The 1995 season started about three weeks late, as the final pieces of a new labor agreement were worked out. The Indians moved into 1st place two weeks into the season and never looked back, ultimately finishing a staggering 30 games ahead of the 2nd place Royals. Lofton made his second All-Star team, led the league in steals for the fourth straight year, and in triples too. The Indians made the playoffs for the first time since 1954, and after dispatching Boston in the LDS, faced off against the Seattle Mariners with a trip to the World Series on the line. Lofton hit .458 in that series, with two triples and five stolen bases. In Game 6 Lofton turned in one of the signature moments of his career:
The Indians lost that year's World Series in 6 games, which Lofton would later call the most disappointing finish to a season in his career, expressing frustration with the strike zone Atlanta Braves pitchers were afforded throughout the series.
The Indians and Lofton picked themselves up and went back to work in 1996. Lofton made the All-Star team again, this time as a starter, and once again led the league in stolen bases, establishing a new team record with 75 of them. No American League player has reached that total in the 17 seasons since then. The 5th of those steals set a new career franchise record, which had previously been held by Terry Turner since 1916. In August of that season, Lofton made probably the best catch of his career, perhaps the most spectacular ever by an Indian:
Looking back on those years, teammate Sandy Alomar said, "Everyone talks about home runs, but Kenny was the igniter."
Lofton was a year away from free agency at season's end, and while there had been some discussions about an extension, nothing came of them. Just days before the season was to begin, Cleveland, fearful of losing Lofton for nothing, as had happened that offseason with Albert Belle, shocked the baseball world by trading Lofton to Atlanta in exchange for David Justice and Marquis Grissom. "The trade will be in the back of my mind for a long time," said Lofton, "but it's baseball. It happens to nearly everybody."
Look Who's Back
Lofton had a strong year at the plate for the Braves, though his stolen base total plummeted to 27. When the season ended, Lofton's contract was up, and after talking with a number of teams, Kenny signed a 3-year, $24-million deal and returned to Cleveland. "It's like I was a ghost for a year, but now I'm back."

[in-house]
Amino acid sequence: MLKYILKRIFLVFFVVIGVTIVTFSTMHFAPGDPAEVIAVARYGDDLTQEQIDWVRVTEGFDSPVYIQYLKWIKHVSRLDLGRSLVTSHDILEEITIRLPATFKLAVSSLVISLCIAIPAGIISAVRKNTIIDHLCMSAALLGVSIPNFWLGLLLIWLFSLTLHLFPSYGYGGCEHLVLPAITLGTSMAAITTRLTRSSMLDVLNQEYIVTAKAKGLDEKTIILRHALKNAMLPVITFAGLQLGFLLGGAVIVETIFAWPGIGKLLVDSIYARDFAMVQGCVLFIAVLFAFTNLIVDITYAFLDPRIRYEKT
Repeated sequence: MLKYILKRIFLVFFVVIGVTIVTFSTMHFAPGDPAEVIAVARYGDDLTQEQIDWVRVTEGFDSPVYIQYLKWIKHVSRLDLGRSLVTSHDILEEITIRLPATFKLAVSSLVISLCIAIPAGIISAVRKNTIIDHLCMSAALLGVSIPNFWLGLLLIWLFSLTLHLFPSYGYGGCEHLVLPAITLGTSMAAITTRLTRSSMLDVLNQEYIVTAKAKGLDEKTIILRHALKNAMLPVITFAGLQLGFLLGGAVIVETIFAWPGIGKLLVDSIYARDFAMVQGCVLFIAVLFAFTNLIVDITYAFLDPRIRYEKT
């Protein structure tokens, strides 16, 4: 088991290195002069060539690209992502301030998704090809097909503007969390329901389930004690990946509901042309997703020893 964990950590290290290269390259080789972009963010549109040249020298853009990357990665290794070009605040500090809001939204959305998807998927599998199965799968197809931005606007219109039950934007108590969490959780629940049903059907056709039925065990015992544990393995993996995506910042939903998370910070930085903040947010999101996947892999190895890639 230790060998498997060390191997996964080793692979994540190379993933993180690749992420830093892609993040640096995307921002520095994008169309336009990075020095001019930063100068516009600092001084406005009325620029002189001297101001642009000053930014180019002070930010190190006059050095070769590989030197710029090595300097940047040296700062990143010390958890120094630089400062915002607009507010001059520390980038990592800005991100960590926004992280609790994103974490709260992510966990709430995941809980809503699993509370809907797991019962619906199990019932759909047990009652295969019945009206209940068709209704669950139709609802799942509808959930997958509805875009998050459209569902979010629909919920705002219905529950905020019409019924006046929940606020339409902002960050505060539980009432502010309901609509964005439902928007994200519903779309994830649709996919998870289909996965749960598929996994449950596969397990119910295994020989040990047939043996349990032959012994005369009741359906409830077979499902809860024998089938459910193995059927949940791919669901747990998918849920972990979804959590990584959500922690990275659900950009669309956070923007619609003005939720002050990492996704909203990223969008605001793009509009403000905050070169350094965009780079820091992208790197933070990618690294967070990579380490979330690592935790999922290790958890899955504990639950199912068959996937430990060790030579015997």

Lofton was elected to be a starter on the All-Star team in 1998, and his stolen bases rebounded to 54. He had another 214 steals in his career after that season, but would never again nab more than 32 in a single season, as at the age of 31, his speed had begun to wane. He made his final All-Star team in 1999, and scored 110 runs, making him only the second player in franchise history to score so many in at least five different seasons.
Lofton's batting average fell to .278 in 2000, the lowest of any of his 9 full seasons to that point. He did hit a career-high 15 home runs though, and he kept scoring runs, 107 in total. Late in the season, Lofton tied an American League record by scoring at least one run in 18 consecutive games. The final game of that streak came on September 3. Kenny scored not 1, but 4 runs in that contest; he also tied a team record with 5 stolen bases and ended the game with an 13th-inning home run to right field.
Cleveland exercised a team option and brought Lofton back for 2001, but he had a poor season. Lofton made the playoffs for the sixth time in seven years, but yet again, things didn't break right for his team, and after the Indians were eliminated in the ALDS, Lofton left as a free agent.
Lofton became a one-man barnstorming tour over the next few seasons, playing for the White Sox, Giants, Pirates, Cubs, Yankees, Phillies, Dodgers, and Rangers. He had transformed into a solid role player, no longer a star, but one thing that remained the same: Lofton's teams were snakebit in the postseason.
Lofton was on the San Francisco team that blew a 5-run leas in Game 6 of the 2002 World Series and then lost Game 7. A year later he was on the Chicago team that lost Games 6 and 7 of the NLCS, unraveling after Cubs fan Steve Bartman reached for a foul ball that might have been caught for a big out. The year after that Lofton was on the New York team that blew the ALCS by becoming the first MLB team to lose a 3-games-to-none lead.
In those years Lofton banged out his 2,000th hit, his 100th triple, and his 100th home run; stole his 600th base and scored his 1,500th run. By late July of 2007, Lofton had played in more than 2,000 career games and turned 40 years old. He'd played for 11 different teams, but had spent more than a year with only one of them. His career was winding down, and there was no place more fitting for it to end than back in Cleveland, where he was traded on July 27th.